Buying a laptop bag used to be a pretty clear-cut affair. They all looked pretty much the same and you generally bought a generic bag at the same time as the computer, with little or no shopping around. Now though, there’s almost too much choice: Backpacks, trolleys, sleeves – all in more colour choices than you thought possible or even advisable – all vie for your attention.
Turning up to a pitch meeting or LAN party with your lappie clad in the default black Targus tells the world that you don’t care about style. Or maybe that your IT purchasing people don’t. Bear in mind that with World Cup victory almost a certainty, you might well be shopping for a new laptop this summer!
Port Designs are one of those new (or new-ish) companies trying to inject a certain amount of élan into the market. They sent me a Chicago II bag from their Classic line. It’s a solidly-constructed affair which one imagines would cope with a daily commute pretty well. The strap is attached with chunky metal cleats that feel as if they’d take the weight of a 17″ monster without dumping it at your feet. There’s one of those slightly annoying velcroed dividers to keep laptop and power supply separate (although if you were to pack a 17″ laptop, you’d have to put the power supply in one of the other pockets) and a foam pad across the full width of the interior to minimise the danger of a cracked screen.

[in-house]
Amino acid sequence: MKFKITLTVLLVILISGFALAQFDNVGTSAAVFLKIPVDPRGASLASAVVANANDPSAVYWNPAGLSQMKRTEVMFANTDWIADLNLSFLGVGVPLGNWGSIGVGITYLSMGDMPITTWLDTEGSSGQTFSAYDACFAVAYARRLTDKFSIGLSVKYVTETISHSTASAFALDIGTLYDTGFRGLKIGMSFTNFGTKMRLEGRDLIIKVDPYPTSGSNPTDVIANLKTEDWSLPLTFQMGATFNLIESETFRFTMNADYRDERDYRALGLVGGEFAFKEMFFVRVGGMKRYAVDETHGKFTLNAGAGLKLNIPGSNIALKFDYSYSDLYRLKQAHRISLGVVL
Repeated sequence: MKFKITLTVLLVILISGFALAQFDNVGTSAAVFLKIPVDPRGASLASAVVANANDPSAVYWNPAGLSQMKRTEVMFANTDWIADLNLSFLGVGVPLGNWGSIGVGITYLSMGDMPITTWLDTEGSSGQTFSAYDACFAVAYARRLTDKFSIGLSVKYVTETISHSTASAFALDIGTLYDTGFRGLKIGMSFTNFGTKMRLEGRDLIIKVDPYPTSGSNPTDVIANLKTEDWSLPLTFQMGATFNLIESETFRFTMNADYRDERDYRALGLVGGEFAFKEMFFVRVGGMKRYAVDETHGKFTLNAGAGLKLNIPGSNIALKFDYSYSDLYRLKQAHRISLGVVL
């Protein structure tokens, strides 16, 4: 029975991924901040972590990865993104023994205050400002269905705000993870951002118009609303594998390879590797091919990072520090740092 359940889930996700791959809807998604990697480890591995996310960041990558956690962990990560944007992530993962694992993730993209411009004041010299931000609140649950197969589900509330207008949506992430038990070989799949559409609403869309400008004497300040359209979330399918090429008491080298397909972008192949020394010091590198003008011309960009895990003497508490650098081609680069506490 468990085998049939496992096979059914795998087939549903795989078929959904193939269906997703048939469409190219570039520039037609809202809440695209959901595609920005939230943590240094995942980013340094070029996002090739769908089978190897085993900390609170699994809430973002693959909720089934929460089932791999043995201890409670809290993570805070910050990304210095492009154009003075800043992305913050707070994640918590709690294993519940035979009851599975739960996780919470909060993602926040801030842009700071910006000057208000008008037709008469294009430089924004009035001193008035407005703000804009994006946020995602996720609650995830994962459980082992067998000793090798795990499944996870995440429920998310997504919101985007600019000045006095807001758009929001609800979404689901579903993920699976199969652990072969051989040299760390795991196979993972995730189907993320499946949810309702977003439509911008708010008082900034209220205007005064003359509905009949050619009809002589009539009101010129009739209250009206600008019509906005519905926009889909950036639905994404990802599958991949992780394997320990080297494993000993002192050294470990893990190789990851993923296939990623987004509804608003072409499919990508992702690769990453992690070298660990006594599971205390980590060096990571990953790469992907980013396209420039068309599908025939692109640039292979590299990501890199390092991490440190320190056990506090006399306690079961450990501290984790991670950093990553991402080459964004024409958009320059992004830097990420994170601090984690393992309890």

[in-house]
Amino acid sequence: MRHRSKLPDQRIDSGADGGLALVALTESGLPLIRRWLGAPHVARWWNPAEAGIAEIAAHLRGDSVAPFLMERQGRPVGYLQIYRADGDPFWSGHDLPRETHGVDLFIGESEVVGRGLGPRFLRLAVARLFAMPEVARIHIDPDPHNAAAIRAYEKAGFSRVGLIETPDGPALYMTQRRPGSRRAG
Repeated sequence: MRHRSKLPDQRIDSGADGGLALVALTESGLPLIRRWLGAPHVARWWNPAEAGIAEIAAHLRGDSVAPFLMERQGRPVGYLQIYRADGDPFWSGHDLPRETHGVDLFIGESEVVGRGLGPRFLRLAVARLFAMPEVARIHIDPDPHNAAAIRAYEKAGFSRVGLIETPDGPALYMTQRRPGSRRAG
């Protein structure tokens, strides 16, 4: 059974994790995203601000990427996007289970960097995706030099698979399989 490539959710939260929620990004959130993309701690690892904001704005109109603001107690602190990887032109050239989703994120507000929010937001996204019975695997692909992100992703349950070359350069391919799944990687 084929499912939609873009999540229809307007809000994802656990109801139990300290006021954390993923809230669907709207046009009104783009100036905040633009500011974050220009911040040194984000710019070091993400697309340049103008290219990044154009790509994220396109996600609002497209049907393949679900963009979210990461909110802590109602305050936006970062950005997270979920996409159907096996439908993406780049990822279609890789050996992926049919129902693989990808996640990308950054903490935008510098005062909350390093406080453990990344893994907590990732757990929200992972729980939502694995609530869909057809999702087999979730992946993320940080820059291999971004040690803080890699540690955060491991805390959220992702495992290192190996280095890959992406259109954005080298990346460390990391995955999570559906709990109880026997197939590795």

Pocket space is generally minimal, with one full-width external compartment on the front, another one inside, and a slit pocket on the back. That’s pretty standard stuff, if barely adequate for the mice, cables and extra drives that tend to accompany the average laptop user these days. Woe betide the mobile professional who takes a packed lunch in to work: This bag has room enough for a laptop, but precious little else. The more delicate laptop user will appreciate the provision of a retaining strap on the back to moor the bag to a suitcase trolley when the weight of your computer gets too much to bear.
Finally, I have to mention the colour of the review sample, which was a faintly surgical-looking pale pink. I couldn’t find anyone who found it a pleasant colour, but somebody out there must like it. The leather trim is a chestnut-brown affair that sits rather badly with the pastel pink, and aesthetically the overall impression was, for me, somewhat nightmarish. Certainly some of the other designs in the range looked a little more harmonious, and it’s to Port’s credit that they’re at least trying to offer something quirky and individual at this price point.
More pink things, more bags, more general goodness over at Shiny Shiny